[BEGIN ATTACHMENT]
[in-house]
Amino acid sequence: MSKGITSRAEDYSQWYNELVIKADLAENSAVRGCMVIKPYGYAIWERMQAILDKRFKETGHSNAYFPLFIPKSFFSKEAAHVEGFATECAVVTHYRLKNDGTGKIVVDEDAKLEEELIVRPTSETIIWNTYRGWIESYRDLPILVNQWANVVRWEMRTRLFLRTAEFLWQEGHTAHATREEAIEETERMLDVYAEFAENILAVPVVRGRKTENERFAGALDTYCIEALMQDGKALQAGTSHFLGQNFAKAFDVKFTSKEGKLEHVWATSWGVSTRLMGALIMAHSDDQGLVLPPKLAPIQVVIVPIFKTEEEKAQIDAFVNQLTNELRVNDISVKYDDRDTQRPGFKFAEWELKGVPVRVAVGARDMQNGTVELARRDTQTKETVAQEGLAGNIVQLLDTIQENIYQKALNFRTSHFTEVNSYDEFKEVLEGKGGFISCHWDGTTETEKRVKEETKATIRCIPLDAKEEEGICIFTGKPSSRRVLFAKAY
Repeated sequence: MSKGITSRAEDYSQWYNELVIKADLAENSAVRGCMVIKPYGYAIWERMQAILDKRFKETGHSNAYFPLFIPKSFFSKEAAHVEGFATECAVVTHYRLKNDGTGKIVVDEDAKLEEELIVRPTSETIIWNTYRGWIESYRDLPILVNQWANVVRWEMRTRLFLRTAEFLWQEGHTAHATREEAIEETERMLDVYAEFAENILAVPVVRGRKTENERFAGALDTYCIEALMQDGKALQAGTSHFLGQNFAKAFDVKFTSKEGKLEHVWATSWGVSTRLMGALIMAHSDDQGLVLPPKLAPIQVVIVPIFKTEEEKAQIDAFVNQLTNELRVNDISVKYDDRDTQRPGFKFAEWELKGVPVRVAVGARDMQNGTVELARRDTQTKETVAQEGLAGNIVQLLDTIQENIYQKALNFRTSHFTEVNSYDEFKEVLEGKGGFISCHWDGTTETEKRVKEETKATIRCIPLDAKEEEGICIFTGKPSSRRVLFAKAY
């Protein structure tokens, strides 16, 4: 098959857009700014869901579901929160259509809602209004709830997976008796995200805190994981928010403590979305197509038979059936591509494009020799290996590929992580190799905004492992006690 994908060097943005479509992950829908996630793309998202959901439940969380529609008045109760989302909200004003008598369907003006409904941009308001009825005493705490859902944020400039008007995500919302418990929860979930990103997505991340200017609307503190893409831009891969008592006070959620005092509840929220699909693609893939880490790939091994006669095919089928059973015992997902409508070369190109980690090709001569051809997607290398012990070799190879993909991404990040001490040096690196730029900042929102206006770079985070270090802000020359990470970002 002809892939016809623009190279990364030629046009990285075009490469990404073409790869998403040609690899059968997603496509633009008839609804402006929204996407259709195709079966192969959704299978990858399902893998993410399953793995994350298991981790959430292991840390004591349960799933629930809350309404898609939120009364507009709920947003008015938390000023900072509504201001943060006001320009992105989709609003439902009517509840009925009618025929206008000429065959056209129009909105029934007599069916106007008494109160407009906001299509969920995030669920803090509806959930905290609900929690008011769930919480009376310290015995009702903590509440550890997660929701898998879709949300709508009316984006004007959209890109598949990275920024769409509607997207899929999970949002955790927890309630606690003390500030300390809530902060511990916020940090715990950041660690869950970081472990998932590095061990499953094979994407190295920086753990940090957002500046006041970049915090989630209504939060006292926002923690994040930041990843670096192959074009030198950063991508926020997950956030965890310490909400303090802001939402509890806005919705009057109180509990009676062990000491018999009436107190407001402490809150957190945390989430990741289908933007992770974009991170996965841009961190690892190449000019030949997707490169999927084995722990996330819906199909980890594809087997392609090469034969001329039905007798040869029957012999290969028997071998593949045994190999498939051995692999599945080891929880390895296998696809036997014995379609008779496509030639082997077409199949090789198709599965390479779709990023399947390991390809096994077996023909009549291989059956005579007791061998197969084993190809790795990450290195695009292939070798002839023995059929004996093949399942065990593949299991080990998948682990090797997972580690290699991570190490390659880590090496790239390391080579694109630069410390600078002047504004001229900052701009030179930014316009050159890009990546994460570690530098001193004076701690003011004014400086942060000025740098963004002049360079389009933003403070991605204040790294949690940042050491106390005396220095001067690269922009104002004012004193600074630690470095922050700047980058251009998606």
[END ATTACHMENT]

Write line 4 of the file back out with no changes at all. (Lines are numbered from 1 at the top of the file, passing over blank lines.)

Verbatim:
């Protein structure tokens, strides 16, 4: 098959857009700014869901579901929160259509809602209004709830997976008796995200805190994981928010403590979305197509038979059936591509494009020799290996590929992580190799905004492992006690 994908060097943005479509992950829908996630793309998202959901439940969380529609008045109760989302909200004003008598369907003006409904941009308001009825005493705490859902944020400039008007995500919302418990929860979930990103997505991340200017609307503190893409831009891969008592006070959620005092509840929220699909693609893939880490790939091994006669095919089928059973015992997902409508070369190109980690090709001569051809997607290398012990070799190879993909991404990040001490040096690196730029900042929102206006770079985070270090802000020359990470970002 002809892939016809623009190279990364030629046009990285075009490469990404073409790869998403040609690899059968997603496509633009008839609804402006929204996407259709195709079966192969959704299978990858399902893998993410399953793995994350298991981790959430292991840390004591349960799933629930809350309404898609939120009364507009709920947003008015938390000023900072509504201001943060006001320009992105989709609003439902009517509840009925009618025929206008000429065959056209129009909105029934007599069916106007008494109160407009906001299509969920995030669920803090509806959930905290609900929690008011769930919480009376310290015995009702903590509440550890997660929701898998879709949300709508009316984006004007959209890109598949990275920024769409509607997207899929999970949002955790927890309630606690003390500030300390809530902060511990916020940090715990950041660690869950970081472990998932590095061990499953094979994407190295920086753990940090957002500046006041970049915090989630209504939060006292926002923690994040930041990843670096192959074009030198950063991508926020997950956030965890310490909400303090802001939402509890806005919705009057109180509990009676062990000491018999009436107190407001402490809150957190945390989430990741289908933007992770974009991170996965841009961190690892190449000019030949997707490169999927084995722990996330819906199909980890594809087997392609090469034969001329039905007798040869029957012999290969028997071998593949045994190999498939051995692999599945080891929880390895296998696809036997014995379609008779496509030639082997077409199949090789198709599965390479779709990023399947390991390809096994077996023909009549291989059956005579007791061998197969084993190809790795990450290195695009292939070798002839023995059929004996093949399942065990593949299991080990998948682990090797997972580690290699991570190490390659880590090496790239390391080579694109630069410390600078002047504004001229900052701009030179930014316009050159890009990546994460570690530098001193004076701690003011004014400086942060000025740098963004002049360079389009933003403070991605204040790294949690940042050491106390005396220095001067690269922009104002004012004193600074630690470095922050700047980058251009998606």